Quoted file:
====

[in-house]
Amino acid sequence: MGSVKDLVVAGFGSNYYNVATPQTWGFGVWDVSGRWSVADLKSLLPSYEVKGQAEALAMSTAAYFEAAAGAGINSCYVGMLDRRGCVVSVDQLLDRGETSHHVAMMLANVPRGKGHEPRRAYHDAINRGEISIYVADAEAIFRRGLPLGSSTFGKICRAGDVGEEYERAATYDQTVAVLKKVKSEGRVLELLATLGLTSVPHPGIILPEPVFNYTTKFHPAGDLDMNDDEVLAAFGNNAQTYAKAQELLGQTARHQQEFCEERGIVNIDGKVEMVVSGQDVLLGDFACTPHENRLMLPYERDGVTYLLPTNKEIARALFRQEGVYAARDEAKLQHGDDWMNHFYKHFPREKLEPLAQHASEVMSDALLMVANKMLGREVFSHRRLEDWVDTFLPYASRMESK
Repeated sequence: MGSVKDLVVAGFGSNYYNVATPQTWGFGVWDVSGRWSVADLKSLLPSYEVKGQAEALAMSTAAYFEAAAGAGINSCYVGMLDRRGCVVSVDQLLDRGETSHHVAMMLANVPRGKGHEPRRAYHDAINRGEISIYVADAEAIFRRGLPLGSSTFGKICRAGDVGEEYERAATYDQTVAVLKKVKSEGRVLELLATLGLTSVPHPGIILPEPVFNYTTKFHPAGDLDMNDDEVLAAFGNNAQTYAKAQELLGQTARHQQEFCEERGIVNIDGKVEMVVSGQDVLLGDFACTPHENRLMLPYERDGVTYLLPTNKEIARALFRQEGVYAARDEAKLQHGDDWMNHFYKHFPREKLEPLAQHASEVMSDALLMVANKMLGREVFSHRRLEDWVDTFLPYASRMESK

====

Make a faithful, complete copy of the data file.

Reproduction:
[in-house]
Amino acid sequence: MGSVKDLVVAGFGSNYYNVATPQTWGFGVWDVSGRWSVADLKSLLPSYEVKGQAEALAMSTAAYFEAAAGAGINSCYVGMLDRRGCVVSVDQLLDRGETSHHVAMMLANVPRGKGHEPRRAYHDAINRGEISIYVADAEAIFRRGLPLGSSTFGKICRAGDVGEEYERAATYDQTVAVLKKVKSEGRVLELLATLGLTSVPHPGIILPEPVFNYTTKFHPAGDLDMNDDEVLAAFGNNAQTYAKAQELLGQTARHQQEFCEERGIVNIDGKVEMVVSGQDVLLGDFACTPHENRLMLPYERDGVTYLLPTNKEIARALFRQEGVYAARDEAKLQHGDDWMNHFYKHFPREKLEPLAQHASEVMSDALLMVANKMLGREVFSHRRLEDWVDTFLPYASRMESK
Repeated sequence: MGSVKDLVVAGFGSNYYNVATPQTWGFGVWDVSGRWSVADLKSLLPSYEVKGQAEALAMSTAAYFEAAAGAGINSCYVGMLDRRGCVVSVDQLLDRGETSHHVAMMLANVPRGKGHEPRRAYHDAINRGEISIYVADAEAIFRRGLPLGSSTFGKICRAGDVGEEYERAATYDQTVAVLKKVKSEGRVLELLATLGLTSVPHPGIILPEPVFNYTTKFHPAGDLDMNDDEVLAAFGNNAQTYAKAQELLGQTARHQQEFCEERGIVNIDGKVEMVVSGQDVLLGDFACTPHENRLMLPYERDGVTYLLPTNKEIARALFRQEGVYAARDEAKLQHGDDWMNHFYKHFPREKLEPLAQHASEVMSDALLMVANKMLGREVFSHRRLEDWVDTFLPYASRMESK